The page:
The Work Ethics in Poland; New Class System build by Communists (C-I)
What was a work ethics during the communism in Poland? Rather poor. The good work was not considered one of the most important virtues partly because of historical reasons. Poland was erased from the maps of Europe since the end of XVIII until the War World I and partitioned by Austria, Prussia and Russia. After about twenty years of independence the World War II hit Poland hard not only in human but also in economical losses. The consequence of the last war was a communistic system imposed by Soviet Union. During all this time it was not work but rather sabotage that was in value. Acting against the occupant or even against the communistic government was considered an act of courage.
Here is what a British historian, Norman Davies, author of a renowned book God's Playground- A History of Poland had to say about Poles and their work ethics during communism:
The Poles, above all, are patriots. It has been proved time and again that they will readily die for their country; but few will work for it. As the authorities periodically confess, 'labour problems' continually disrupt the smooth flow of economic progress. The workers feel little sense of identity with the state enterprises for which they labour, and in whose management they have no real voice. "Czy sie stoi, czy sie lezy, dwa tysiace sie nalezy" (Two thousand zloties are your due, whether you stand up, or whether you lie down), is the best known jingle in the land. Absenteeism and alcoholism are rife. The workers pilfer heartily and expertly, and use their winnings toto support thriving private concerns. Anyone who has tried to build a private house in Poland knows that bricks, mortar, and cement are virtually unobtainable on the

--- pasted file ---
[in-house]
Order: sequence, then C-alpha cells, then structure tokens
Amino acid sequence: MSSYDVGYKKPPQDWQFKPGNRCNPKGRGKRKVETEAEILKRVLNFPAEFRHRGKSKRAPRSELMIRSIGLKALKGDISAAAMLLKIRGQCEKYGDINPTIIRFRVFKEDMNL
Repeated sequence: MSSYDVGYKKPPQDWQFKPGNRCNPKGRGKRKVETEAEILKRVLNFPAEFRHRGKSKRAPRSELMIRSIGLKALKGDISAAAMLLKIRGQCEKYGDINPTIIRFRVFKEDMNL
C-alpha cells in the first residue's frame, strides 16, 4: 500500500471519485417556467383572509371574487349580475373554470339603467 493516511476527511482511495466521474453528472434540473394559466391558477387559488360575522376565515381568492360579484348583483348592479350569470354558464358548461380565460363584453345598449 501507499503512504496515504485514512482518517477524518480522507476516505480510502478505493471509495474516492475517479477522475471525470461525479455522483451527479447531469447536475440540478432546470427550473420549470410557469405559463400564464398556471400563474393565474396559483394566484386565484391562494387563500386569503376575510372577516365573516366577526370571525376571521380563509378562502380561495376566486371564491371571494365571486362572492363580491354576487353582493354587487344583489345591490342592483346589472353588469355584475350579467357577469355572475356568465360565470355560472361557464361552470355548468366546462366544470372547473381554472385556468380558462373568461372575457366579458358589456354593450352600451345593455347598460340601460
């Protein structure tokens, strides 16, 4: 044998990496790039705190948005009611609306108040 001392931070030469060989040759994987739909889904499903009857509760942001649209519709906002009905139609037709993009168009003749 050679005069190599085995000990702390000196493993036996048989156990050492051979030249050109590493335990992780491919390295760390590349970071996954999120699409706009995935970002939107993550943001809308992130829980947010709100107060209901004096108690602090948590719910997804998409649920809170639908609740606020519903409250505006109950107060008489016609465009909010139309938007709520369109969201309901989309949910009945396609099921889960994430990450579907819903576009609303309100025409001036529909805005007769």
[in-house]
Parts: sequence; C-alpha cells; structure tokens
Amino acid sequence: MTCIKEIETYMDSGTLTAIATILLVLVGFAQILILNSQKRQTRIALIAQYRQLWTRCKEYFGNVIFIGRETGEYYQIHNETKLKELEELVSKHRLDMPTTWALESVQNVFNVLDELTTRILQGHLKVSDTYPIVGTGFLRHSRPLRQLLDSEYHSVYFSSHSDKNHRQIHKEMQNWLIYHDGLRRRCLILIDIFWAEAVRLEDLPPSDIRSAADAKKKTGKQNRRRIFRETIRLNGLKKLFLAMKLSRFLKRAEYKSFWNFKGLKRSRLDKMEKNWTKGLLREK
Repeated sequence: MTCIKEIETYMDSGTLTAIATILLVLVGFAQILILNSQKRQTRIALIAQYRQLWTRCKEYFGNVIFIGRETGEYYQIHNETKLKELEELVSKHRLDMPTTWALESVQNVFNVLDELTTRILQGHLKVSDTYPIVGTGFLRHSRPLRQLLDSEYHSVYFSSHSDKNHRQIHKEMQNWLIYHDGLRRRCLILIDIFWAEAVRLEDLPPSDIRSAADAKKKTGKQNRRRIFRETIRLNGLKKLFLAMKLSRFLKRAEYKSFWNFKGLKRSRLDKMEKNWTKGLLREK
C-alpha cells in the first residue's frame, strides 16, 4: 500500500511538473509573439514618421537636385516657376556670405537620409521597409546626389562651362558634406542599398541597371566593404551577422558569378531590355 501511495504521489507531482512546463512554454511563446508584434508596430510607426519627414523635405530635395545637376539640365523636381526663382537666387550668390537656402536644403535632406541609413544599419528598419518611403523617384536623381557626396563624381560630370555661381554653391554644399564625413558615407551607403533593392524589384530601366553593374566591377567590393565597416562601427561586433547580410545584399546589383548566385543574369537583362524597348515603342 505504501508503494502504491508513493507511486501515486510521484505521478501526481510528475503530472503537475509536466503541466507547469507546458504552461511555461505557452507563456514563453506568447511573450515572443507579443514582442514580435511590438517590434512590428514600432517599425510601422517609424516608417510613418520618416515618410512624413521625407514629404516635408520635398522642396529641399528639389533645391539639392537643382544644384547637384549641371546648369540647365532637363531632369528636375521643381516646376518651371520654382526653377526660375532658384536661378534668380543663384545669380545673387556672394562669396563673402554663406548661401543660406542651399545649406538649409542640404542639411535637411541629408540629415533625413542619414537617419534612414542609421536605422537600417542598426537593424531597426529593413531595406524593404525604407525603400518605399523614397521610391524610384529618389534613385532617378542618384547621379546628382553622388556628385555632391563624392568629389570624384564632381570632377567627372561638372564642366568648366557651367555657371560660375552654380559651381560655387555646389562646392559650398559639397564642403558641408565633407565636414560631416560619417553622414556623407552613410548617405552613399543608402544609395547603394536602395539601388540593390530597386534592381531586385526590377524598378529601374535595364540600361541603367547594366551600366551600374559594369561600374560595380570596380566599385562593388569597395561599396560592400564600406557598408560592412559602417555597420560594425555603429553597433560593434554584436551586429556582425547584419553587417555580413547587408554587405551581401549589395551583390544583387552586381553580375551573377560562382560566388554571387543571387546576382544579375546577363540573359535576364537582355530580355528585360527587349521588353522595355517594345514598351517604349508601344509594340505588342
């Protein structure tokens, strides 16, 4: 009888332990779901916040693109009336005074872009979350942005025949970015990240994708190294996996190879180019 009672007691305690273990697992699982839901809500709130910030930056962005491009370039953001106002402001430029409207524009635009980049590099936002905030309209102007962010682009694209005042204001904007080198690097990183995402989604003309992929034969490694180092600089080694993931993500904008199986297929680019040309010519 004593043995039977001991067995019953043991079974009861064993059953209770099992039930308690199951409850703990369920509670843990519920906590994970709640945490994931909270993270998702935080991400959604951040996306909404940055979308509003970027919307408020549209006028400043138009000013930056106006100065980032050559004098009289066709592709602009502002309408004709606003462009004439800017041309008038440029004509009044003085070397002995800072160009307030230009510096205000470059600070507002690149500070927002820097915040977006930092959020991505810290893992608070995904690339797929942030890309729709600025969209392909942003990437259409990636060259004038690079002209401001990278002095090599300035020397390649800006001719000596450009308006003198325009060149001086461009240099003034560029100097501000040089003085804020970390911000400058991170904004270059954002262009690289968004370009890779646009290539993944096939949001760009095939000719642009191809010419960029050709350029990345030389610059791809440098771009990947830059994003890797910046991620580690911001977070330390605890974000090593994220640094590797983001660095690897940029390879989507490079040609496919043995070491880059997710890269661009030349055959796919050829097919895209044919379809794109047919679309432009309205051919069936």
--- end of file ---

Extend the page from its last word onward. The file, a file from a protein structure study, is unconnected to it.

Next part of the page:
open market. But in most suburban areas, even casual visitors can see just how many private houses are actually built. (Ref.)
It is a public secret that the new houses were built frequently near the big construction areas where one could obtain the needed bricks, cements etc. easily.
Since the communism was based from ideological reasons on industry workers and farmers - it was giving special privileges to some representatives of blue-collar workers, especially in heavy industry, steelworks or mining industry. The new after-war generation of industry workers consisted mainly of the children of pauperized farmers from overcrowded villages. For them having a full-time job in the city was a chance for a better life. Communists saw it as an opportunity to build a class of people who would be devoted to the new system. It was not that difficult to indoctrinate somebody without any real education especially if this person see the profits of the system for himself and his family and a chance for a better life and education for his children. The before-war intelligentsia was treated with suspicions since it was a source of freethinkers and people who opposed the new system. The effort was made to build new industry centers near the old cities. The new big steelwork and a town around it, Nowa Huta (meaning "New Steelwork") was built near Krakow. Krakow is a historical city with ancient history and the old university, one of the ten oldest universities in Europe - Jagiellonian University.
The communists wanted to dominate Krakow with their supporters so that the "old" class would lose its support and will be gradually eliminated.
Central Square in Nowa Huta. Read more about Nowa Huta here
This was a sudden change of the structure of Polish society, which was giving much more power to the new working class on the expense of the old intelligentsia. It changed the whole system of values. The career depended on the ideological attitude rather than on the experience and education and it did certainly not affect working habits in a positive way.
Please, read the continuation of this article entitled The Work Ethics in Poland (II) - Work Heroes and Party Actions .
Excerpt from Norman Davies,
God's Playground, Volume 1, Columbia University Press, New York 1982.
Read also a second part:
God's Playground, Volume 2
written by Jagoda Urban-Klaehn, article #62
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